Dyslexia is defined by Rose (2009) as a ‘learning difficulty stemming from weak phonological processing, which primarily affects the skills involved in accurate and fluent reading and writing’.
Dyslexia is not only about difficulties in the acquisition of basic literacy skills, but also affects the way information is processed, stored and retrieved both from the short-term and long-term memory. There may also be difficulties in processing information at speed, phonological and word recognition difficulties, as well as organisation, co-ordination and sequencing. Some people may also find it difficult to read a ‘map’, know their left from their right, follow directions, tell the time.
Some Facts About Dyslexia
- Dyslexia comes from the Greek word ‘Dys’ which means difficulty and ‘lexia’ meaning words or language.
- Dyslexia is biological in origin. It is difficulty in reading, spelling, writing and number work, but can also include difficulty with remembering, sequencing information, word finding, organisation and co-ordination.
- Dyslexia can co-exist with other specific learning difficulties such as ADHD (a medical diagnosis is needed) and Dyspraxia.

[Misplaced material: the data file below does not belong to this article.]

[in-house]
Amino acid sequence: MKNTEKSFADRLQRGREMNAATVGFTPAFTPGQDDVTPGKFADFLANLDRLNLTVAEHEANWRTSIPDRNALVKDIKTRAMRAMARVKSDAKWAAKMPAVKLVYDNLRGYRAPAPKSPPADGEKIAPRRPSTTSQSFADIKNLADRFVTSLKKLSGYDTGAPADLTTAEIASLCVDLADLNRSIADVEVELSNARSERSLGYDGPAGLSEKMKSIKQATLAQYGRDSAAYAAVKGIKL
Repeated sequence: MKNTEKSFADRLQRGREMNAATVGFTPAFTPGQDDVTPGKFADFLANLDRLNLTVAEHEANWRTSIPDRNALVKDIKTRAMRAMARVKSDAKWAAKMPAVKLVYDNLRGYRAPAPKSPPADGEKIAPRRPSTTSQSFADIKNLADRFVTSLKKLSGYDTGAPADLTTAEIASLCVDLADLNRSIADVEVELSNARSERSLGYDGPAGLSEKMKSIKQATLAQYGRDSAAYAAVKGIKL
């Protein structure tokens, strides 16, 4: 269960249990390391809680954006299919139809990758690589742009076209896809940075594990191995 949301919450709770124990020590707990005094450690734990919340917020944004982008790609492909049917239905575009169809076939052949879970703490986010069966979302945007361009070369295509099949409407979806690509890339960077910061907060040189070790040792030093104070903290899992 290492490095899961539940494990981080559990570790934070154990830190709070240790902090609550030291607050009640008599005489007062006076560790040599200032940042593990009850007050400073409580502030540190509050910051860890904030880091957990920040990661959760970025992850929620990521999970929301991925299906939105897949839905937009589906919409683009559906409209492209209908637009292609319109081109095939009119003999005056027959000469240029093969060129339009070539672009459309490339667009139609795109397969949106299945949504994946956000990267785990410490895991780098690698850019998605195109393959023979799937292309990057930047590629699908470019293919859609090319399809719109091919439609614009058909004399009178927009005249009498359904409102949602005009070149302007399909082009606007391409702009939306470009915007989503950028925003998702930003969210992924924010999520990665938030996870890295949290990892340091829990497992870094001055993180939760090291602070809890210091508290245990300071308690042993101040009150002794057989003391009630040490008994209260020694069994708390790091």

- No two people with SpLD will be affected the same.
- Approximately 2–3 children in every classroom will have dyslexia, with approximately 10% of the population having it.
- It often runs in families.
- At school, children are often classified as ‘lazy’ – this is normally not true as they are working far, far harder than their peers to keep up.
- Unidentified and unsupported dyslexia and related conditions can lead to emotional distress, frustration and poor self-esteem and motivation. This could then lead to behavioural problems.
Indicators of Dyslexia
- Is a slow reader or makes unexpected errors when reading aloud
- Struggles to remember what has been read
- Inconsistent spellings – will spell the same word in a variety of different ways
- Struggles with remembering the spelling patterns
- Found it difficult to learn the letters of the alphabet
- Appears to have poor concentration
- Confuses left and right
- Struggles to copy information down when reading from the board
- Finds it difficult to plan and write essays, letters or reports
- Struggles with personal organisation
- Able to answer questions orally but written work is not at the same standard
- Has poor self-esteem and/or lack of motivation
- A family history of dyslexia/learning difficulties